Bob’s Bulletin – Vol. 1 No. 4 — In my 4th Bulletin, I reported that several U.S. researchers were volunteering their time and effort to record and publish meteorite falls and finds, such as, Creston and Misfits Flat. I suggested that this method of cataloging newly found US meteorite specimens could be expanded, but the main hindrance is that there is no funding for this kind of effort.

Bob’s Bulletin – Vol. 1 No. 3 — In my 3rd Bulletin, I proposed the idea of an on-line database for these “orphaned” and other unclassified U.S. meteorites. This would have to be an all-volunteer effort, much in the same manner that the American Meteor Society has established the Fireball Reporting System. This database would give finders a central point to report their finds and have a field ID number issued to them. This “Field ID” would reflect which US state and date of find. The function of this database should not be confused with already established processes of getting a meteorite “classified”, which is obviously way more labor intensive and costly.

Bob’s Bulletin – Vol. 1 No. 2 — In my 2nd Bulletin, I went into more detail about why I use the phrase “orphaned-meteorites from the USA”. I focused on the lack of U.S.-tax-dollar-funding and why no funding was going towards the classification of these particular meteorites. In hindsight, I now realize that I should have pointed-out that there is also a lack of funding for just authenticating and recording that a U.S. meteorite has been found. This function should never be confused with “classifying” a meteorite, which is obviously way more labor intensive and costly.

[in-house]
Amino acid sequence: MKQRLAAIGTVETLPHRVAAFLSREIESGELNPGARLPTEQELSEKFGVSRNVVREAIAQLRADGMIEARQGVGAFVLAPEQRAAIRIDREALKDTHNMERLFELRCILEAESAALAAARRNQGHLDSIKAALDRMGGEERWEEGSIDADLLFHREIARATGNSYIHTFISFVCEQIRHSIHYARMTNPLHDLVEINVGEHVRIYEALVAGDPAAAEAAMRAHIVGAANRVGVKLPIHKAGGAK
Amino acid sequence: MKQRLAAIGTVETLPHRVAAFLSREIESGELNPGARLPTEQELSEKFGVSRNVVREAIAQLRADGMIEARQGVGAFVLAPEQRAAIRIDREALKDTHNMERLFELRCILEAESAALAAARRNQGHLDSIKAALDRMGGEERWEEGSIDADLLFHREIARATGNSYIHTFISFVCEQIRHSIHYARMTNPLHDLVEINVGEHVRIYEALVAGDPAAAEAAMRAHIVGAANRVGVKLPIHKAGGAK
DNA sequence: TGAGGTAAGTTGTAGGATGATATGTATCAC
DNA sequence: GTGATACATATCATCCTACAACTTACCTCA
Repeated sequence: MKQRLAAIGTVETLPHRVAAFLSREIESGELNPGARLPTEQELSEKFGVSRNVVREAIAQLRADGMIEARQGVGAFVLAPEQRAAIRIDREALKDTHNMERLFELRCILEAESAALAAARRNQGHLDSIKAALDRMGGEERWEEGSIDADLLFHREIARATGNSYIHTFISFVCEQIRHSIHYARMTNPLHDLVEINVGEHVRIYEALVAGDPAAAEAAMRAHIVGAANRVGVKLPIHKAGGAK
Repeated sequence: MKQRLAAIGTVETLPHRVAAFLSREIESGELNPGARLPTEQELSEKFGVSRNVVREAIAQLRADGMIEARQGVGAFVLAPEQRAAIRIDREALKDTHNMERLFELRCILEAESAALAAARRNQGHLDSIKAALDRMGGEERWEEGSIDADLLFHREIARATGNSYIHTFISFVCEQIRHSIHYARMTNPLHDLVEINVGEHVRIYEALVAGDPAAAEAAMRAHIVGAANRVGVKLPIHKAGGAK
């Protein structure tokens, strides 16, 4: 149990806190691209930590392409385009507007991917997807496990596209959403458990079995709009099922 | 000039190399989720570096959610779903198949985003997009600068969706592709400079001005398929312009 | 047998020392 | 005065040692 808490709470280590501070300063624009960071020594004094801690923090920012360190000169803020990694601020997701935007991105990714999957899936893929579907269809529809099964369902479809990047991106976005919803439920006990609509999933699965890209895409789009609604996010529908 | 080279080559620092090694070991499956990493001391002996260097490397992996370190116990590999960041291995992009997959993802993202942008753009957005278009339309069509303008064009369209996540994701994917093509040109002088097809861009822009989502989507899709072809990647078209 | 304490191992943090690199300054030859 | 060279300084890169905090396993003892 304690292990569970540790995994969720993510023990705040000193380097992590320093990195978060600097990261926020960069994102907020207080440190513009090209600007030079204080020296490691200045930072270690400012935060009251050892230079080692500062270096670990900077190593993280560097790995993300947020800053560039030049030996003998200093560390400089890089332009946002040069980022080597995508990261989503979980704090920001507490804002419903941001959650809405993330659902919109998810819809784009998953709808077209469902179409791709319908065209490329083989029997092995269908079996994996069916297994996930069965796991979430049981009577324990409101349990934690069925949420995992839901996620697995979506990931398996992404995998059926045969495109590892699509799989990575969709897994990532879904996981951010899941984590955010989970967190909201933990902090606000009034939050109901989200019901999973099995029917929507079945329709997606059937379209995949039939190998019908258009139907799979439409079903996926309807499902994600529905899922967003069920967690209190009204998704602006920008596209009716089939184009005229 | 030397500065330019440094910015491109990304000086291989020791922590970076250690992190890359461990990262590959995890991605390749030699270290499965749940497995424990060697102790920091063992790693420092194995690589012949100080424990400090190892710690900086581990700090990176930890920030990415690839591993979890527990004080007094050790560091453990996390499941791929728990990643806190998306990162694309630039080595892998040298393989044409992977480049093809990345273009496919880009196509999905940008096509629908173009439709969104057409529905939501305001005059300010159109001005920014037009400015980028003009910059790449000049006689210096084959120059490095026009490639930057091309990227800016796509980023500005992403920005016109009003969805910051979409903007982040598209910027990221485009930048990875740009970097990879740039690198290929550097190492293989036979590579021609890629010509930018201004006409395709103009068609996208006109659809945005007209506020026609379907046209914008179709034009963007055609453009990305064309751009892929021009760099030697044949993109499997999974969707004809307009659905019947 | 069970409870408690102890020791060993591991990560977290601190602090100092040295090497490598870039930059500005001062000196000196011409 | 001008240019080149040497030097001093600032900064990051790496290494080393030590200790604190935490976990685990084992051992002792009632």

Bob’s Bulletin – Vol. 1 No. 1 — In my first Bulletin, I introduced the phrase “orphaned-meteorites from the USA”. I defined these “orphans” as being unwitnessed-fall Ordinary Chondrite (OC) meteorite “finds” that are recovered in the U.S.

Unfortunately, the vast majority of U.S. finds are of this type. I went on to write that these U.S. finds were being orphaned from the family of “approved” meteorites for the following reasons:

1) The lack of funding for U.S. researchers to authenticate, classify, and document/record these U.S. OC finds has resulted in several new [negative]; trends.

2) The increasing trend of commercializing the classifying of meteorites by U.S. researchers has priced U.S. OC finds out of the market, and

3) The increasing trend of U.S. researchers to turn away OC finds, even when finders of U.S. OC meteorites are willing to pay for their classification.

Meteoritical Bulletin: the search results for all provisional meteorites found in “USA” – Published by Meteoritical Society – Meteoritical Bulletin, Database.

Meteorites of California the list of formally-recognized California meteorite falls and finds.

My previous Bob’s Bulletins can be found *HERE*

If you would like to sponsor any of these orphans, and help in the funding for getting them classified, in order to get them entered into the Meteoritical Bulletin Database, then please contact me by email:

bolidechaser at yahoo-dot-com

About the Author

Bob is a retired aerospace engineer living in Southern California, and has been recovering meteorites from the Southwest U.S. Deserts since 1995.